Random Screenshot: A Solidified ASP.NET Server Design

This image represents the summary of the decisions made by me about how to design an ASP.NET Server application. These decisions are extremely important to me as it defines how my thoughts are able to function regarding this matter. In other words, without these decisions I am an empty set of hands blindly waiting for orders instead of taking initiative and the upper hand of pro-action. This image allows me to see my understanding of this matter.

Here are the strong words governing my understanding:

  • Post Data Handler—the Server will process RESTful post data, strings that are usually well-formed XML. This means that the client/cloud will prepare and send XML strings to the server. This is utterly ridiculous to “mainstream” programmers as they would rather have JSON or a SOAP wrapper taking care of them. So you can understand why I am little self-conscious about making this decision—but at the same time quite indignant and successful with this very flexible, server-agnostic approach. (Hint: in ASP.NET, read XML posts with HttpContext.Request.InputStream—you can also do the equivalent in PHP and surely in some Java container.)
  • Response Builder—the Server will build a response using defined responses. This promotes maintainability and code reuse.
  • Request Bag—the Server defines all incoming requests. This ‘bag’ captures all incoming query strings into a plain-old object. This promotes maintainability and contributes (somewhat) to security. This decision is similar to the reasons why database server designers use stored procedures and/or parameterized queries.
  • Server—you can see this strong word in today’s image in the word QuizStoryboardServer. So the decision here is that the Server (which extends HttpApplication) always has a prefix indicating the specific purpose of the application. In today’s case, the specific purpose (which has nothing to do with you) is serving up something I call a ‘Quiz Storyboard.’
  • Command—like Server, you can see this strong word with a prefix in StoryboardCommand. This represents another firm decision that a Server uses an enumeration of commands (an enum). The type StoryboardCommand is an enum defining the specific commands that this Server will respond to without exceptions (that is, without throwing an error message). The Server finds these commands in the Request Bag (Hint: the Enum.Parse() method turns a string (from the Request Bag) into an enum). In this particular case, StoryboardCommand.PassToDataLayer is the default Server command—so ‘passing to the data layer’ is what the Server does when it cannot find the requested command (see below). My data layers, by the way, also use Command enumerations.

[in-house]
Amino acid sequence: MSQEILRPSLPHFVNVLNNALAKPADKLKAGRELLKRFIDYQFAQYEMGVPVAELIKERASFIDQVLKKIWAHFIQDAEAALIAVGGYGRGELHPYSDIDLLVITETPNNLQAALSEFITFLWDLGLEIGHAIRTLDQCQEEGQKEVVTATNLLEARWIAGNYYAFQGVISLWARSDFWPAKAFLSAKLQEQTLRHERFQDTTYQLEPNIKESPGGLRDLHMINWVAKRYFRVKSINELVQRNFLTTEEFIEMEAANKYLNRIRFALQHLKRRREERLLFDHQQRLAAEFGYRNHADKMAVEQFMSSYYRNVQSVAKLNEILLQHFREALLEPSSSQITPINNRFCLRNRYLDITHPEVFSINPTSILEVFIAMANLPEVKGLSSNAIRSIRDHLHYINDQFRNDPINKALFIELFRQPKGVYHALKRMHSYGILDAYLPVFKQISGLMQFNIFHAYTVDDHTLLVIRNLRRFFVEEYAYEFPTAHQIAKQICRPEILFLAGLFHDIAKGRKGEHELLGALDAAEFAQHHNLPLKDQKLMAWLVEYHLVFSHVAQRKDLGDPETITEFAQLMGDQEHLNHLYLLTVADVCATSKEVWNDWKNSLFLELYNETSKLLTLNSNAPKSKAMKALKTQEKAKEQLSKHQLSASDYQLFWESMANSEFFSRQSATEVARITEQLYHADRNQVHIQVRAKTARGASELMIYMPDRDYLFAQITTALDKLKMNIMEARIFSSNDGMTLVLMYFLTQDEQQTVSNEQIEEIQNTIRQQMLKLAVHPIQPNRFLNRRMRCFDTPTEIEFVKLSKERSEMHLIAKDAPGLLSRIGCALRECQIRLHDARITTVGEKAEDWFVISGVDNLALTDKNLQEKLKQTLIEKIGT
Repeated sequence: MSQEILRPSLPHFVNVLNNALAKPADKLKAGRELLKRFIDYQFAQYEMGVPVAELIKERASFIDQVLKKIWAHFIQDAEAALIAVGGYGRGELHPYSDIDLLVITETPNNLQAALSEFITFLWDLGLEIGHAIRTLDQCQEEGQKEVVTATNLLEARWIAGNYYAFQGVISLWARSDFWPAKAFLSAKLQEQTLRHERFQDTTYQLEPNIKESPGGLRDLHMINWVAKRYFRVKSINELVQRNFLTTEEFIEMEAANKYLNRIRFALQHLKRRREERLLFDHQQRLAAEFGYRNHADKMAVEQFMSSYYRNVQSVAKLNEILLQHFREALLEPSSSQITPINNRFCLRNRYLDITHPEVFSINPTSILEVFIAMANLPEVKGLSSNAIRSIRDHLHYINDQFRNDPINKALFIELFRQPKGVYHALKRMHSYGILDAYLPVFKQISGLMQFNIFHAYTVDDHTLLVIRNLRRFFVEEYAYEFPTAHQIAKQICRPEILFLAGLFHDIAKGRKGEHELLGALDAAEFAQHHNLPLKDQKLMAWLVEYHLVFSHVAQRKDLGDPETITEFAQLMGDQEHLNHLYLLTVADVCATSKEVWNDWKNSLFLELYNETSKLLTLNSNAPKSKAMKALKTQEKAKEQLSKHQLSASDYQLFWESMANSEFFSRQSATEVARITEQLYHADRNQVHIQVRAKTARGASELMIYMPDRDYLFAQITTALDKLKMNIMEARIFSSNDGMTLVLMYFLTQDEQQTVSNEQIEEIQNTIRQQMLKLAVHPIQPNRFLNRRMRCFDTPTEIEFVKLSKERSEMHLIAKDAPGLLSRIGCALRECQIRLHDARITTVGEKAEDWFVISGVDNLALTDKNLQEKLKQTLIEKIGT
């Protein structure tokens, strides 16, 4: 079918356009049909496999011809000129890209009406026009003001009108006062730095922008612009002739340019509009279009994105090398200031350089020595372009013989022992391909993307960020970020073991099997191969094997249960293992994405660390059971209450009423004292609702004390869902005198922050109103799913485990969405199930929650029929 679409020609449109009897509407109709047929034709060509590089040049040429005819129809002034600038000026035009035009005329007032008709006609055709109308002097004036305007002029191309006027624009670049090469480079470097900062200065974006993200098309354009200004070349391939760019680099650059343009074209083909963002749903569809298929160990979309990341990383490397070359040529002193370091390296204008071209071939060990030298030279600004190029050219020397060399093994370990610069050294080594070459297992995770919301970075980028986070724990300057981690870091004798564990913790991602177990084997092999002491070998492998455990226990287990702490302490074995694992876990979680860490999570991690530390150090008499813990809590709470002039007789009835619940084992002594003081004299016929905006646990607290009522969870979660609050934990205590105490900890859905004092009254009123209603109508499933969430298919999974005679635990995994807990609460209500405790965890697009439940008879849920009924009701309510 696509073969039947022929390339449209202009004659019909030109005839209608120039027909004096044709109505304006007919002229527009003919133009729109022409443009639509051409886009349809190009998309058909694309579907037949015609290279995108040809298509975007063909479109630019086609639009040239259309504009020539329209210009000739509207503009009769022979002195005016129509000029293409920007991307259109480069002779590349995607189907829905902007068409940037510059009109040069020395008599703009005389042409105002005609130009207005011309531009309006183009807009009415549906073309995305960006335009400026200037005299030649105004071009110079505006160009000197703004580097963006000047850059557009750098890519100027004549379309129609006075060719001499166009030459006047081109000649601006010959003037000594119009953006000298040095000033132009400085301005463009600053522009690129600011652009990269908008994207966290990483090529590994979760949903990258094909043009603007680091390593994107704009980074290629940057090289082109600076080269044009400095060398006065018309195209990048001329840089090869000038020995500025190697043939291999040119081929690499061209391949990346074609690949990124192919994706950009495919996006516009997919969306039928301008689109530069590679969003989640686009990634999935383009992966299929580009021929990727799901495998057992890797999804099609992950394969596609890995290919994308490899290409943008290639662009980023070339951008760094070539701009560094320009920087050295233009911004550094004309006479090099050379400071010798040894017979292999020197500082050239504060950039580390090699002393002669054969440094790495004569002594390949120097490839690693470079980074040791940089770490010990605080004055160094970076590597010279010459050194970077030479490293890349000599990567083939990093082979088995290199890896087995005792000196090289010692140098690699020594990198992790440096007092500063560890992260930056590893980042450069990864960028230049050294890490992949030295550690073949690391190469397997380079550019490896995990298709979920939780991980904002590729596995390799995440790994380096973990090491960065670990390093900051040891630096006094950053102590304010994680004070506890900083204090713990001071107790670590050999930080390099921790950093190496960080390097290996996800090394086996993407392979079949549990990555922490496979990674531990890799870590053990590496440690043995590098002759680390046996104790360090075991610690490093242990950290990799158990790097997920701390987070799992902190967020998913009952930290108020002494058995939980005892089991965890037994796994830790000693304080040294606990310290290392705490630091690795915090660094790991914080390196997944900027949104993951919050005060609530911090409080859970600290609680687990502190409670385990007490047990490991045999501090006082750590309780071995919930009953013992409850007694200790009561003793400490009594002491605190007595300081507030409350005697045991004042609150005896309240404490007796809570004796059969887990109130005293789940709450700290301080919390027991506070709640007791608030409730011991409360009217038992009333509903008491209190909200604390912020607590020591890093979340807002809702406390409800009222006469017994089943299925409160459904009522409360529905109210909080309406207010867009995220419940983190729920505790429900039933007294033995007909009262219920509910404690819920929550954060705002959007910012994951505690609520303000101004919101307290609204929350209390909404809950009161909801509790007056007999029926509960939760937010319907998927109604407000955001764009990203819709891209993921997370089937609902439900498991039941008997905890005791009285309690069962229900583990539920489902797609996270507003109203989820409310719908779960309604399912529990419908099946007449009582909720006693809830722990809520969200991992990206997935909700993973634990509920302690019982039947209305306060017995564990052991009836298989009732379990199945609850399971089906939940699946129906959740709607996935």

Songhay System ASP.NET Server DesignI have been struggling for the last two weeks building this Quiz Storyboard Server. I have missed the deadline by three days. So I am totally pissed off. But this is cool: In the conventional App_Data folder you can see in the image two XML configuration files, QuizStoryboard.xml and TemplateDictionary.xml. Of course the Quiz Storyboard Server handles QuizStoryboard.xml. This file, for example, allows the Quiz Storyboard Server to gain access to the “data layer” through an interface. But the TemplateDictionary.xml file is completely generic.

The template dictionary maps Command names to XSL templates. Yes, that’s right: XSL templates. Look in the room full of .NET developers you may be in right now and I bet you can’t find more than one XSLT dude—most likely zero. XSLT allows me to handle the problem of data binding to a “view”—the V in Model View Controller in a Client-agnostic way. All I require is that the Client (another strong word) can send and receive XML messages (a stupid block of XHTML is an ‘XML message’ folks). As of today, these views are called by my implementation of the YUI library via AJAX.

It should be clear why I am likely to turn down a development position at your local, do-right company. Of course you don’t care but I prefer to use REST in a .NET world. I prefer to use XML in a .NET world. I prefer to use XSLT in a .NET world. This approach reduces vendor lock-in significantly and increases flexibility. (Most Microsoft shop heads—especially those dating back to the 1990s—are locked in to something horribly limiting and are arrogantly in denial.) And, no, Rocky Lhotka did not waste years of his life trying to master the frustration of Microsoft-approved data binding. Unless, of course, you call commanding six-figures year over year “frustration.”

In my Microsoft world, I can take one of my clients and point it at a completely different (non-Microsoft) server. I can take one of my servers and send messages to a completely different (non-Microsoft) client. So my preferences exist not because I am “smart” but because I do not have the luxury of predicting through political job security what technology I will be using. And I do not have the “privilege” of being responsible for raising the earnings of a software tooling company. XML and REST are about survival.

Only in the last two or three years has Microsoft revealed itself to be interested in what I am doing here. You can see this interest in ADO.NET Data Services, ASP.NET MVC Framework, XAML and other stuff. Ditto for Adobe, with E4X support in Flex. I blame Scott Guthrie for providing leadership in this new direction and I commend him for his efforts.